50 WORD MICROFICTION

It went to my head.

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Photo by Ergita Sela on Unsplash

Opening a bottle of expensive red wine, he poured her a glass…

“I’ve been saving this bottle for a special occasion…”

…he poured me a glass of expensive red wine…

“I’ve been saving this for a special occasion…”

That night, I slept with him…

and never heard from him again.

(This flash fiction was inspired by a guy who once tried this on me and a former best friend. He invited me over, made me dinner, and tried to sleep with me. The next night, he invited her over, made her the same dinner, and tried to sleep with her. Neither of us had any clue until we were at an event a month later and he walked in with a third girl we knew (neither of us had heard from him since our “special” date). We ended up comparing notes and found out there was a fourth friend he had pulled the same moves on. He told all three of us to keep it on the down-low because he was going through a nasty divorce. …


A joke…

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Steve Sack, The Minneapolis Star-Tribune

Fame, shame, and blame walked into a bar.

They sat down and the bartender said, “You look like trouble. What’s your poison?”

Fame said, “I’ll have the usual,” with a toss of her hair and a knowing wink.

“Sex on the Beach it is,” replied the barkeep.

Shame, feeling a little embarrassed, whispered, “May I please have a frozen strawberry daiquiri?”

To which Blame rolled her eyes and barked, “Why do you always have to be so difficult? Just give me whatever you have on tap.”

All three proceeded to take out their iPhone 11s and open their Instagram.

Fame took a selfie sipping her drink and posted it to Instagram. She captioned it, “Nothing like Sex on the Beach in the middle of…


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Yesterday, I shared this quote with my students and had them write about its meaning. It is from Theodore Roosevelt’s famous "Citizenship in a Republic" speech given in 1910 at the Sorbonne in the Grand Amphitheater of the University of Paris. In it, he emphasizes his belief that the success of a republic rests on the quality of its people. This famous passage is known as "The Man in the Arena." It is also the passage that inspired the title of Brene Brown’s book, Daring Greatly. It is the standard by which Roosevelt measured himself and others.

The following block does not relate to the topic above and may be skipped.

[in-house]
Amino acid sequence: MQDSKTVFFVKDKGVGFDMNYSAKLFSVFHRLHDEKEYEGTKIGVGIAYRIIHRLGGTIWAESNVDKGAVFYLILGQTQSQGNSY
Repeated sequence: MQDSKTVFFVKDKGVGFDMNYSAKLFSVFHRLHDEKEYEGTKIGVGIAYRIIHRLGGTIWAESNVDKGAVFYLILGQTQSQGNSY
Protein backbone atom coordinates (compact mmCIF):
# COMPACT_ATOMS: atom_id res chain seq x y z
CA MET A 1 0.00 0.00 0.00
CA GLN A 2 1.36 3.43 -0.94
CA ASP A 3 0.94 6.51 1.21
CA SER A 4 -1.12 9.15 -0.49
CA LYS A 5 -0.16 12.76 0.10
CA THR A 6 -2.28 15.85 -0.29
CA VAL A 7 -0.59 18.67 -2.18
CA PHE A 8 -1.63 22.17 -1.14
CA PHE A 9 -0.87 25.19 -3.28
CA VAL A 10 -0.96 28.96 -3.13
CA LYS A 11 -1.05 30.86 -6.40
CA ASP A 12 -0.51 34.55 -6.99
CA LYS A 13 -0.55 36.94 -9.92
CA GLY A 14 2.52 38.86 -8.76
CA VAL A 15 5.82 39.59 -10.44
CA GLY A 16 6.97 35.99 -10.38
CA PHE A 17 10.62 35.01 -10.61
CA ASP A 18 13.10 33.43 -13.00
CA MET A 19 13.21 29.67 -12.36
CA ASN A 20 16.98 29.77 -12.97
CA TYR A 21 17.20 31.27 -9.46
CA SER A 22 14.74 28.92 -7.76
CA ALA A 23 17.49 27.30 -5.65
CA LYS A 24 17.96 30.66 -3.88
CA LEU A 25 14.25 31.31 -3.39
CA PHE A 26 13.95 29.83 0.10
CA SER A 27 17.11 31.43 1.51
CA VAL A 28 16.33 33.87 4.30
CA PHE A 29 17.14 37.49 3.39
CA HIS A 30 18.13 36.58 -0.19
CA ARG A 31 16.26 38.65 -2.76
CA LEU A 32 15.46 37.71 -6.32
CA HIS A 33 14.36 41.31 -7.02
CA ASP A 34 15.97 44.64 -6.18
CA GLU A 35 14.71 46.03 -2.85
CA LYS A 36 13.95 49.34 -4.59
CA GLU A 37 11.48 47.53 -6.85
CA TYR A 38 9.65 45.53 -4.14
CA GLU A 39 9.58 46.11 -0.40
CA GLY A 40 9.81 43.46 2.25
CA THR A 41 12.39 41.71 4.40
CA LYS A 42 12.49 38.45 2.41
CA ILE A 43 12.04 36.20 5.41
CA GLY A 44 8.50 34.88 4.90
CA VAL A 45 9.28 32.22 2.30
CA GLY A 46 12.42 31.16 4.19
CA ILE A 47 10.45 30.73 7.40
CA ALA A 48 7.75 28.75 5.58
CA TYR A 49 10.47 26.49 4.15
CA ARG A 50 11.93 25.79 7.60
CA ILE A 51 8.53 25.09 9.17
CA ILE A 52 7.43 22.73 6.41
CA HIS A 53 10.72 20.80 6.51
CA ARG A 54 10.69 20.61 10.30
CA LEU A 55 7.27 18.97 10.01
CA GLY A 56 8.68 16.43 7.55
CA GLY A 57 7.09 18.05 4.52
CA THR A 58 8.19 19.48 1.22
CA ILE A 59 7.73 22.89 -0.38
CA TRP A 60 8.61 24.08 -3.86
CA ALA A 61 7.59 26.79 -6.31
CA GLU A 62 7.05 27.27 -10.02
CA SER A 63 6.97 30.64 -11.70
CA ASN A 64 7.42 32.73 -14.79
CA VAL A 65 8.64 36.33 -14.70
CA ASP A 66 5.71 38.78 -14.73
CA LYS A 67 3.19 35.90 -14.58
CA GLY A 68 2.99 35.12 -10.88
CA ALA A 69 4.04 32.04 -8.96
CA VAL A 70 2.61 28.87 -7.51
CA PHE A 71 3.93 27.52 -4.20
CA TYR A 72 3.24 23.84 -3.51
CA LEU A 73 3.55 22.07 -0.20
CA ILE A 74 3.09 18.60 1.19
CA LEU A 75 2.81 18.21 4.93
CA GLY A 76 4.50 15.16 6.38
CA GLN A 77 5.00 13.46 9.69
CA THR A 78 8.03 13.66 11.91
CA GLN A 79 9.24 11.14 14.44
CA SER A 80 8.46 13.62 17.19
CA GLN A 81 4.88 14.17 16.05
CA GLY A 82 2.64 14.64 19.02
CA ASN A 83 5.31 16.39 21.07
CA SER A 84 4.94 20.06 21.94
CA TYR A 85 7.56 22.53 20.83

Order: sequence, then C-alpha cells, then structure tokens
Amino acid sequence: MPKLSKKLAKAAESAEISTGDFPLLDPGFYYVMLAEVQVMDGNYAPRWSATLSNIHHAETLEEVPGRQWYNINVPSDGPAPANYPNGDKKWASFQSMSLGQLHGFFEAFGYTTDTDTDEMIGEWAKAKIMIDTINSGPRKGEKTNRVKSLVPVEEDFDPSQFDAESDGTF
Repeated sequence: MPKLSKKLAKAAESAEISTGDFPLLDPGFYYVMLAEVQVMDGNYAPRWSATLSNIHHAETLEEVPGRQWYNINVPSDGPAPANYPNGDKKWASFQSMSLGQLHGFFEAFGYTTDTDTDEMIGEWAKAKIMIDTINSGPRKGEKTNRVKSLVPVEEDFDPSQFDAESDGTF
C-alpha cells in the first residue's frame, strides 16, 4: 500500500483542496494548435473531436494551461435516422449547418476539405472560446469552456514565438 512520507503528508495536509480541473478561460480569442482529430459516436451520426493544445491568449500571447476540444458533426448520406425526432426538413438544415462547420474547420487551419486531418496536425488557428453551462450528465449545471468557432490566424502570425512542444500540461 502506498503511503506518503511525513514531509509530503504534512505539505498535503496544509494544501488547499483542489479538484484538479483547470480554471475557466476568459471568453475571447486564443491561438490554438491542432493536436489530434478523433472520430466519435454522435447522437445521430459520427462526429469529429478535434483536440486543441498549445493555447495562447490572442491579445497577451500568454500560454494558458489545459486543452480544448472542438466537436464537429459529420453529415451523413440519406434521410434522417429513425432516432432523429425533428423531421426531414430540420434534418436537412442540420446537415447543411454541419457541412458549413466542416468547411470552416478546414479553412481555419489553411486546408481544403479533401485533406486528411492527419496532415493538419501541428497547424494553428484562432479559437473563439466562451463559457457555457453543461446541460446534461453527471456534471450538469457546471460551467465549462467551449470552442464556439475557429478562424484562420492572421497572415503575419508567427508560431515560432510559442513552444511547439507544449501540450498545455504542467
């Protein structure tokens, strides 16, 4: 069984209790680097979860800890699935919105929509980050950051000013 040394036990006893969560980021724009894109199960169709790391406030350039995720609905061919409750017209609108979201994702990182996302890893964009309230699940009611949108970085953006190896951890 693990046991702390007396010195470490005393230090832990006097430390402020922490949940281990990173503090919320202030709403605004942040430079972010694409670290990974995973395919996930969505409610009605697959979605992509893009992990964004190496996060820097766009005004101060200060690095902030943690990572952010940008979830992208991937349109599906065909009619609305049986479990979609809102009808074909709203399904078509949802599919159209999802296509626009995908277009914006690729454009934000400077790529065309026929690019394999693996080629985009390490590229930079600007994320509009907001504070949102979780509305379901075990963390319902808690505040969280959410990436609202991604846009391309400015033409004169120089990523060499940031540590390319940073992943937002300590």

We live in a world where all we see is the end product, the perfect Instagram life, the highlight reel, but we often know nothing of the struggle; the vulnerability it takes to put oneself out there repeatedly and still persevere in the face of criticism and the wake of failure. Brown says not to ask the infamous question: "What would you do if you knew you could not fail?" but rather, "What is worth doing, even if I fail?" Being willing to try even if you fail is vulnerability in its rawest form. I tell my students that writing is like this; creating anything and putting it into the world to be seen and critiqued is like this. …


Reasons why I suck and that’s okay.

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Lately, I’ve been thinking about all the ways we have been taught to recognize failure in the different areas of our life. From work to school to relationships, throughout our lives, we are given criteria. In some areas, these criteria are standards set by groups of people within society — religion, the government, specific industries, and other mainstream institutions. We are taught to measure success by the criteria set forth by THEM.

In education, for example, we learn quickly that getting an A on an assignment is outstanding, representing a high level of success; a B is above average; a C is average; D is below average, deficient or lacking; and an F, well an F represents failure at the lowest level. Most of us can handle getting an F as a result of a choice we have made, like deliberately failing to complete an assignment. If you conscientiously put forth zero effort, you deserve to fail, right? Maybe it was a minor assignment, one that we know won’t affect our grade, one we can make up with extra credit, and we had something better or more enjoyable to do so we blew it off. …


Fellow epistolers, this section is for you. Open Letters allow us to communicate with those that negatively (though sometimes positively) impact our lives.

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Epistles are open letters that are addressed to a person or group of people. They appear in the New Testament of the Bible and the ancient Egyptians often wrote them for pedagogical reasons. Writing an open letter can be therapeutic for the letter writer, knowing that the individual for whom the letter is intended is unlikely to read it or respond. …


So shut up and listen…

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Photo by Mimi Thian on Unsplash

It’s an old adage that extends as far back as Ancient times. It was Plato who said, “Wise men speak because they have something to say; fools because they have to say something.”